SNP's Ian Blackford accused of '˜aggressive' behaviour in note to police

Charles Kennedy's campaign manager has made public the dossier he submitted to police of SNP Westminster leader Ian Blackford's 'angry, aggressive and unpleasant' behaviour during the 2015 election.

SNP Westminster leader Ian Blackford
SNP Westminster leader Ian Blackford

Conn O’Neill took the step following a row over Mr Blackford’s treatment of the late Lib Dem leader when he beat him for the Ross, Skye and Lochaber seat.

Mr O’Neill passed the document to The Scotsman after Mr Blackford said he was proud of the way the SNP had conducted the campaign.

Controversy over Mr Blackford’s behaviour has raged ever since Mr Kennedy died just a few weeks after losing his seat having fought a long battle against alcoholism. Friends of Mr Kennedy have accused Mr Blackford of leading a campaign that unleashed a torrent of abuse against the Lib Dem and which mocked his battle with the bottle.

SNP Westminster leader Ian Blackford

In a weekend interview, Mr Blackford was asked about a now notorious incident when he marched angrily into Mr Kennedy’s office during the election campaign and demanded that the Lib Dems remove a description of him as a “well-funded banker” from their campaign literature.

Mr Blackford, a former senior executive at Deutsche Bank, said he had asked Mr Kennedy to “lay off” the personal attack on him and his staff had brought the Lib Dems cakes on another occasion.

Angered by Mr Blackford’s version of the incident, Mr O’Neill produced the note he wrote to police at the time.

The note said Mr Blackford and four supporters – three male and one female – came to Mr Kennedy’s Fort William Office at 10am on 15 April, a few weeks before polling day. “Mr Blackford was angry, aggressive and unpleasant in his manner towards the three of us in the office,” Mr O’Neill’s note said.

Read More

Read More
SNP's Ian Blackford accused of disfiguring last months of Charles Kennedy's life

“He was wagging his finger in my face and had stepped very determinedly into my personal space. In a raised voice, he demanded an apology for and retraction of the Facebook post which had described him as a banker. He said we were making a slur against him and had made this campaign dirty before telling me ‘you’ll deserve all you get’. After several minutes of him shouting at me, I told Mr Blackford that no apology would be forthcoming and thanked him for visiting, he turned to leave with the men who had accompanied him.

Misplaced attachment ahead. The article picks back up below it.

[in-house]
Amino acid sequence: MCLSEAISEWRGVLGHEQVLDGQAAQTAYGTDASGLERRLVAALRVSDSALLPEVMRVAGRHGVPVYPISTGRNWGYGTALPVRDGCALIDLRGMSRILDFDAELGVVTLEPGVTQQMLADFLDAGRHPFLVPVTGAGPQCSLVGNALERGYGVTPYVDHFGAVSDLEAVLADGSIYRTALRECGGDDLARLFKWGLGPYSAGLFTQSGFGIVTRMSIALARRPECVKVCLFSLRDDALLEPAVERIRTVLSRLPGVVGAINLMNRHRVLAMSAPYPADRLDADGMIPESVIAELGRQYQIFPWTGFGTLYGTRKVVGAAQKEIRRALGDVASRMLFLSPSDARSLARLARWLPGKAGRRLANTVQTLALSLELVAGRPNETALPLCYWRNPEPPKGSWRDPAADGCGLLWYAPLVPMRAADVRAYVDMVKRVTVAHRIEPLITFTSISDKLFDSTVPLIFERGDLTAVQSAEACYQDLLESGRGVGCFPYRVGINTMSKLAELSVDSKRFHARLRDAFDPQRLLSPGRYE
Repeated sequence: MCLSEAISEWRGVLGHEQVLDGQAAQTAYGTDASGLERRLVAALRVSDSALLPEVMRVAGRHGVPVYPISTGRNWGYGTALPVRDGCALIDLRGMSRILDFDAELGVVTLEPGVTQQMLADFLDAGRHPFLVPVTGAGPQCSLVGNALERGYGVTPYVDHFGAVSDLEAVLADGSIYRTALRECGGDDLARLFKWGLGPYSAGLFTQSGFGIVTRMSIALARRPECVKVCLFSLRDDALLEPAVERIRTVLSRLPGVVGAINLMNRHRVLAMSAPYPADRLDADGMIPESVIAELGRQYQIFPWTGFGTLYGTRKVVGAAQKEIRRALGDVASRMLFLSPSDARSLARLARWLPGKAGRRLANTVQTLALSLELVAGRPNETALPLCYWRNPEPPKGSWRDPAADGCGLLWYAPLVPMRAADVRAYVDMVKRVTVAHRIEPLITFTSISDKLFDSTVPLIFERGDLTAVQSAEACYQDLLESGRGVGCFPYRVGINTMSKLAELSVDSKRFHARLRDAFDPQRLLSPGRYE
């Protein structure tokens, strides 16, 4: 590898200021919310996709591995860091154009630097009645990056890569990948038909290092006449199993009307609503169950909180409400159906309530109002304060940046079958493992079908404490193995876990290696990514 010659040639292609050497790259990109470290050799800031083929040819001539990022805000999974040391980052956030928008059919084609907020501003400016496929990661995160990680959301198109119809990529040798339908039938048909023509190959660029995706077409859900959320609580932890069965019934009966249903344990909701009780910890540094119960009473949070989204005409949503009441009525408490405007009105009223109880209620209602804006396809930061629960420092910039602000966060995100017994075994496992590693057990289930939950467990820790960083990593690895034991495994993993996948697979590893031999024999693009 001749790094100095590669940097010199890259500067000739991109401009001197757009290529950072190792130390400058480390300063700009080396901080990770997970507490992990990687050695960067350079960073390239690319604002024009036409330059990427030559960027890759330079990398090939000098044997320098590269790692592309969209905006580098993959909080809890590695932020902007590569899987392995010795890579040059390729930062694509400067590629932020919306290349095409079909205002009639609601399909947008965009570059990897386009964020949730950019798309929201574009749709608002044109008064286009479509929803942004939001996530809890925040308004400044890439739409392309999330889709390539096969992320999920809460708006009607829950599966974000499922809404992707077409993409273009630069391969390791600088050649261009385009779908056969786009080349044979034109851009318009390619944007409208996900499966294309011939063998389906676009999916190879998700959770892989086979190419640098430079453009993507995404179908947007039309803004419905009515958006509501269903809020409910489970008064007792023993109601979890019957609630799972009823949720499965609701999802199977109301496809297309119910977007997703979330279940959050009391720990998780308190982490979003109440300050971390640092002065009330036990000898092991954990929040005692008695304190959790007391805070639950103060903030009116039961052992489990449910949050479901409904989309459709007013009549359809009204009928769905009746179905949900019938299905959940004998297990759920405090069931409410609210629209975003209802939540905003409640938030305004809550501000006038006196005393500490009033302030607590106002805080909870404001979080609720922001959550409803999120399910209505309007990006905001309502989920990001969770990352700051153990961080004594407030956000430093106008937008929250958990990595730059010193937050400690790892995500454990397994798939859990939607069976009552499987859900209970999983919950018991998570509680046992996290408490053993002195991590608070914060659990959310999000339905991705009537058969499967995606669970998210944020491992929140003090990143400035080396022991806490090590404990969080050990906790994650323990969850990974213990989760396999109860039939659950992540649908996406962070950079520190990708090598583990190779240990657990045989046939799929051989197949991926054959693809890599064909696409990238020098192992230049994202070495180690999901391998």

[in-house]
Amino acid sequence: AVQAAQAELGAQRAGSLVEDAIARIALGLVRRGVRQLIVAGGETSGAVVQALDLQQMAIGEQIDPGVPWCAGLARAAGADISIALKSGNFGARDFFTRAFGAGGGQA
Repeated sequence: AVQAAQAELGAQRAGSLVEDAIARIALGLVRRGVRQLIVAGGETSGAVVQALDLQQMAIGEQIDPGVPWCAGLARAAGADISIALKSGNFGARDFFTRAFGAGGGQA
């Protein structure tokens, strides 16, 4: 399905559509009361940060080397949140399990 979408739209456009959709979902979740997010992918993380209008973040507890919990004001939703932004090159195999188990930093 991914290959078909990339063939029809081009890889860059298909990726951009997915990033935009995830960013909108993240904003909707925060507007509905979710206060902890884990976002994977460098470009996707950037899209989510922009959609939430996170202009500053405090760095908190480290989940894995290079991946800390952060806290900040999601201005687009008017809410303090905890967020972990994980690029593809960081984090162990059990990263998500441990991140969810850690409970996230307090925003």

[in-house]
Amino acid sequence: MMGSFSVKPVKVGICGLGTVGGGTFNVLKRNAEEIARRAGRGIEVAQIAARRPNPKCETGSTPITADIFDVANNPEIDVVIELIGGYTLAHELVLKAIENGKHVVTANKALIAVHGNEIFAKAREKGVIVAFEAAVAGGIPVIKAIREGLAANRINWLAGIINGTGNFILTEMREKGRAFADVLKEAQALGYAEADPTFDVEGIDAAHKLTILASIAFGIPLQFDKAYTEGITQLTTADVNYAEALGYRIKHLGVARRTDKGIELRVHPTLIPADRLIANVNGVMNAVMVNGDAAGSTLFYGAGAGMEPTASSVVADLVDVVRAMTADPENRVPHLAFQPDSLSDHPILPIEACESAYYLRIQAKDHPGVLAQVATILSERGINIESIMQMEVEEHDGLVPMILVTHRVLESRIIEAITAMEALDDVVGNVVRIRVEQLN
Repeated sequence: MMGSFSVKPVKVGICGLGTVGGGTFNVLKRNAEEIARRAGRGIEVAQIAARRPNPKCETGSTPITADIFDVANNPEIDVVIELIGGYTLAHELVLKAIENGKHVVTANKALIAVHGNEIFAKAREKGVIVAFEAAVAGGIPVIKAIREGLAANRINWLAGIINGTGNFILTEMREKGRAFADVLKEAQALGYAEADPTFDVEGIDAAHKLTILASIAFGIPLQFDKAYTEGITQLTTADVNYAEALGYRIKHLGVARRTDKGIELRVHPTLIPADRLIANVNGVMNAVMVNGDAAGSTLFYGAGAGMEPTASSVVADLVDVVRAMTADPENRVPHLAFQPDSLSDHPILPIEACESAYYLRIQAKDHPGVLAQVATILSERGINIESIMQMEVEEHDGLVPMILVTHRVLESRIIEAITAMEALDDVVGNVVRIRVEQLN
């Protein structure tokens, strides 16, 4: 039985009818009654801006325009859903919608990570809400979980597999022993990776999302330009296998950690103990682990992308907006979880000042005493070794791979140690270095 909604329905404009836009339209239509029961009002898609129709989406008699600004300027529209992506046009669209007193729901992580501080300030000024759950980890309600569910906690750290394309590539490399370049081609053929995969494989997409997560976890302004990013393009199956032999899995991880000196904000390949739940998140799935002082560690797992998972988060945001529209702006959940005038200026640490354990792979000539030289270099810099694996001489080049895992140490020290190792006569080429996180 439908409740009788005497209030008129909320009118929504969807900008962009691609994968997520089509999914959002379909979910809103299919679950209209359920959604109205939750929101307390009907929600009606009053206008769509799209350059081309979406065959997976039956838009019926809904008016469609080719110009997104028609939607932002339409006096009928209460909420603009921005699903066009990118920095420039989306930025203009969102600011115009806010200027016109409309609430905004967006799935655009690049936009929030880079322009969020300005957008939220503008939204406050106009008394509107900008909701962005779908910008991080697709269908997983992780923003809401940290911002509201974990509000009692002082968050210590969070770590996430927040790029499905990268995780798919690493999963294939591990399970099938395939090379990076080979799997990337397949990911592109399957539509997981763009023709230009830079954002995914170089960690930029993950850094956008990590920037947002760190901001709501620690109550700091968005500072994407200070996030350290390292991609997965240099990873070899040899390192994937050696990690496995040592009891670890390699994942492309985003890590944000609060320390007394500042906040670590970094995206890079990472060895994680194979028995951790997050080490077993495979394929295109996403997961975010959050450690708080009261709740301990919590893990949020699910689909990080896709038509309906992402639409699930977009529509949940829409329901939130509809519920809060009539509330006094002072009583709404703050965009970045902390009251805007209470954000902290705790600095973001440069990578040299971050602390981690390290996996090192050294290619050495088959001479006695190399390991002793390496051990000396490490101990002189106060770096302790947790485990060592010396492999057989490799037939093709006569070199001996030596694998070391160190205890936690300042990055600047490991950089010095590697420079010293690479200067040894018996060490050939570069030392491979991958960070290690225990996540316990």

“The woman who had come in with him stayed for a further five minutes questioning why we felt justified in describing Mr Blackford as a banker from Edinburgh. This is the fourth time Mr Blackford has come into the office, when he has visited he has caused members of staff to feel uncomfortable and intimidated.”

The note was clear that Mr O’Neill did not want to see any formal police action at that stage, but it added that it had been logged with officers “in case there are further incidents”. Yesterday he added that Mr Blackford was “directly hostile” towards him in Mr Kennedy’s office. He said that SNP activists came to the office with cupcakes a week later. “I can tell you that we binned them for fear they were poisoned, such was the atmosphere in that campaign,” Mr O’Neill said.

In a weekend interview in the Times, Mr Blackford was asked about the 2015 election. He said he was “proud” of the way the SNP conducted the campaign and said he respected Mr Kennedy as an outstanding parliamentarian.

He claimed to have no regrets when Mr Kennedy died claiming there was “absolutely no issue” between the Lib Dem and himself. He went on to say the Lib Dems ran a “nasty” campaign against him, which he did not blame Mr Kennedy for.

Yesterday the former Labour MP Brian Wilson accused Mr Blackford of an “odious attempt to re-write history” by playing down claims that he led a vendetta against the Lib Dem.

Mr Blackford was unavailable for comment yesterday. But an SNP source said the police had not made contact with him or his campaign team. The source added: “The campaign did not make personal attacks – questioning an MP’s absences from Parliament over a 15-year period is wholly legitimate.”

Police Scotland said it received a report of a minor disturbance on the date of the incident but no offences were committed.